E-governance – benefits and challenges
E-governance is rapidly finding favor with governments across the world and the US government is in the forefront of e-governance initiatives. By using the internet and other modern communication technology, governments can hope to reach out to the populace in larger numbers.
The internet is a powerful medium for customer relationship management and it enables governments to extend service more effectively to the people. E-governance models are built around objectives that include better use of information, quicker dissemination of information, transparency in government-people transactions, and creating services that cover as broad a spectrum of society as possible.
E-governance also allows governments to participate in business transactions in a more profitable manner. For the government, the benefits of CRM include better service to the citizens, reduced transaction costs, reduction in paperwork and paper records as well as better utilization of space that would otherwise be used for storing documents.
Communication between the various government departments improves, information sharing is much better which aids governance, business transactions, and stimulates the growth of a new economy. The overall reduction in transaction costs can be up to 45%. Companies that deal with government organizations too stand to benefit by the implementation of e-governance measures. They can customize their bids and their offerings to government requirements more quickly.
They have constant access to relevant government information and the stimulus provided by increased business opportunities can lead to all-round infrastructural development. The taxpaying citizens, who are in a way customers of the government, benefit from 24 x 7 access to information via 3G, call centers, the internet, etc. The response time of the government improves and an aware citizen can make better use of government services.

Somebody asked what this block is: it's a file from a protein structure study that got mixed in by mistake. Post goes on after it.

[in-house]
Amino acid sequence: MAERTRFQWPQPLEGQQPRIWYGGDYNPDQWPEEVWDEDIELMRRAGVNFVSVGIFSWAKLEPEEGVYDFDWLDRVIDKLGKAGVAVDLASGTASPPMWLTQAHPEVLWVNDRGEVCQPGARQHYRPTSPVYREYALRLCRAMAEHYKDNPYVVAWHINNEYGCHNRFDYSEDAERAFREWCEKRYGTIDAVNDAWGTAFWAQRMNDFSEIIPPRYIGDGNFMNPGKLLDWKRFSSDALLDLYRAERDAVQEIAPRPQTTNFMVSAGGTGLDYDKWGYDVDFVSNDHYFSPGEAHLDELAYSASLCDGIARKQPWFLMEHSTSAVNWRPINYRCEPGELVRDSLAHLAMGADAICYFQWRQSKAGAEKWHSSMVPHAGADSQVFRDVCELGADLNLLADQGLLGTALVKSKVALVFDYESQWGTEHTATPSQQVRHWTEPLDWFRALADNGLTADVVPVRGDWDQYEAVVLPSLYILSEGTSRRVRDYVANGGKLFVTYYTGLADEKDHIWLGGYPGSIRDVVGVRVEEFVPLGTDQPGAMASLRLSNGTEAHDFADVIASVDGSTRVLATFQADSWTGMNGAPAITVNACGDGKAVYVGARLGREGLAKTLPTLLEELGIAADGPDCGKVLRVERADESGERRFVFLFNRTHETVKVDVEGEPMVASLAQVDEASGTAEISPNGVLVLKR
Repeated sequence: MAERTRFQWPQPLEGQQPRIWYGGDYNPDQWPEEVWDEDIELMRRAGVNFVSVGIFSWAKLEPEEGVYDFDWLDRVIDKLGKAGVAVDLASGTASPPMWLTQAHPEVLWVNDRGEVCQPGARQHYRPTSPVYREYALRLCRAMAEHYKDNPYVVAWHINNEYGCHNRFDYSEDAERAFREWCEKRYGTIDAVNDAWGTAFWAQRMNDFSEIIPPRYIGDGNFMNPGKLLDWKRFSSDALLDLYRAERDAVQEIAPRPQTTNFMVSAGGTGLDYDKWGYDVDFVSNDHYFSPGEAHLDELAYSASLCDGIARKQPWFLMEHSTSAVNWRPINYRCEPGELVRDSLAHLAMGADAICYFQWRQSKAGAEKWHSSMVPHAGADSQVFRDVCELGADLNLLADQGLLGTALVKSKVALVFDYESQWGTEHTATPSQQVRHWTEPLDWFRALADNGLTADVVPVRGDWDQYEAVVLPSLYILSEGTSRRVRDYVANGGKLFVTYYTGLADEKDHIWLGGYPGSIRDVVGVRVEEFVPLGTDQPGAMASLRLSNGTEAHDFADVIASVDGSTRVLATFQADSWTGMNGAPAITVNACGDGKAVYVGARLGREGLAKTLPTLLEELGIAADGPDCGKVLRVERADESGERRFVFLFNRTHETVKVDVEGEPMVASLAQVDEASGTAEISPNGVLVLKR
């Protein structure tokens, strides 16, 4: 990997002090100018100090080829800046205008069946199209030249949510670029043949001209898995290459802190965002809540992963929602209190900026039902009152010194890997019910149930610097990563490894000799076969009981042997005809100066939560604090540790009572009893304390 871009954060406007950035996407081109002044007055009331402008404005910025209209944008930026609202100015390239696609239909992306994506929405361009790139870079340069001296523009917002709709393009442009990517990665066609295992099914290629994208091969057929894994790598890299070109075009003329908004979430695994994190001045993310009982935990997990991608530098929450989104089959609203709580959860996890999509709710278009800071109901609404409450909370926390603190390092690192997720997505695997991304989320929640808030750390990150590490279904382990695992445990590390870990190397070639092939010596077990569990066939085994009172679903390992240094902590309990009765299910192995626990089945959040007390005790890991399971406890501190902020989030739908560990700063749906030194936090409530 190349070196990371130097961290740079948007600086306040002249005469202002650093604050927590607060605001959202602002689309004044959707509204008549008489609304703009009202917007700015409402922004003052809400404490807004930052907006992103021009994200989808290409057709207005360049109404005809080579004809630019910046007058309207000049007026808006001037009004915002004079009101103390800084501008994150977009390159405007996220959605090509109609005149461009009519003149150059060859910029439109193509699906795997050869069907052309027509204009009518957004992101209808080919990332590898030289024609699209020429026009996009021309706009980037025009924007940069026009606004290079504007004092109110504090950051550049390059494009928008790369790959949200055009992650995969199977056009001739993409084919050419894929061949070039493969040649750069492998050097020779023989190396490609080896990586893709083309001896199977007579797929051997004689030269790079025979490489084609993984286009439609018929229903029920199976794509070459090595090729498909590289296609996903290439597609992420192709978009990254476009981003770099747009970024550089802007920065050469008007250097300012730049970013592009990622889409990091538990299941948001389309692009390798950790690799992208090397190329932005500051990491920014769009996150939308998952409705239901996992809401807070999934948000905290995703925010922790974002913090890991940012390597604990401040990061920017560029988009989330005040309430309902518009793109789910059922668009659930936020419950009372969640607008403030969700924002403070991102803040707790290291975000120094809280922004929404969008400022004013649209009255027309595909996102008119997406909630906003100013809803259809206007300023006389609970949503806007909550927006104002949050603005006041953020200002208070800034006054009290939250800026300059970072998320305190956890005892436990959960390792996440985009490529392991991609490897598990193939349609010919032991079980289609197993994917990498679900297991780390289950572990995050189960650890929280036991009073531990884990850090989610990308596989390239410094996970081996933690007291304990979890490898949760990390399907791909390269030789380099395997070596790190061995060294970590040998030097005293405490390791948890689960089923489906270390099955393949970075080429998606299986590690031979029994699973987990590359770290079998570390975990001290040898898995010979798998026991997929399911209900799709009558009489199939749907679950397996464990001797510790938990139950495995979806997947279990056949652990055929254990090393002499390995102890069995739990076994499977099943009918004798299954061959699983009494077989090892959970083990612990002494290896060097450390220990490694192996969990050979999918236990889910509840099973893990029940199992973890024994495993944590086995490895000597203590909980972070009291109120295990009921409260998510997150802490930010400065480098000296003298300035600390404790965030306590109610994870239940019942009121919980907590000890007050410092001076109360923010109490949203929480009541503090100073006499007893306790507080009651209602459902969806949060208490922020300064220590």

Also, a citizen can avail multiple government services from a single point. With respect to managing its relationship with the citizen/customer, the government has to strategize in terms of the various delivery channels that it can use for E-governance. These channels include internet, digital TV, handheld PCs, and mobile phones. As with every new enterprise, initiating and sustaining E-governance ventures has its own set of challenges.
Government organizations need administrative support and a go ahead from state and federal departments; in order to obtain this they need to first convince the bureaucracy of the benefits of E-governance. Legacy systems need to be incorporated into the E-governance infrastructure. Information needs to be dispensed almost in real time to the government, business partners, and citizens.
A government department’s work processes will have to be altered to accommodate CRM and E-governance; this will require educating employees in facets such as human resources, customer management, information technology, risk management, etc. A government with an online presence is in a position to tap emerging markets for its requirements, have its finger on the pulse of the populace, and address citizen needs according to demographics.
E-governance requires support from the private sector which can share its experience and know how with the government. Some US govt E-governance links here, http://220.127.116.11/unclesam?q=cache:nQc1M0oAdygJ:www.cio.gov/fpkipa/documents/EGovCA-CP.pdf+e+governance&hl=en&ct=clnk&cd=3here>here, and here.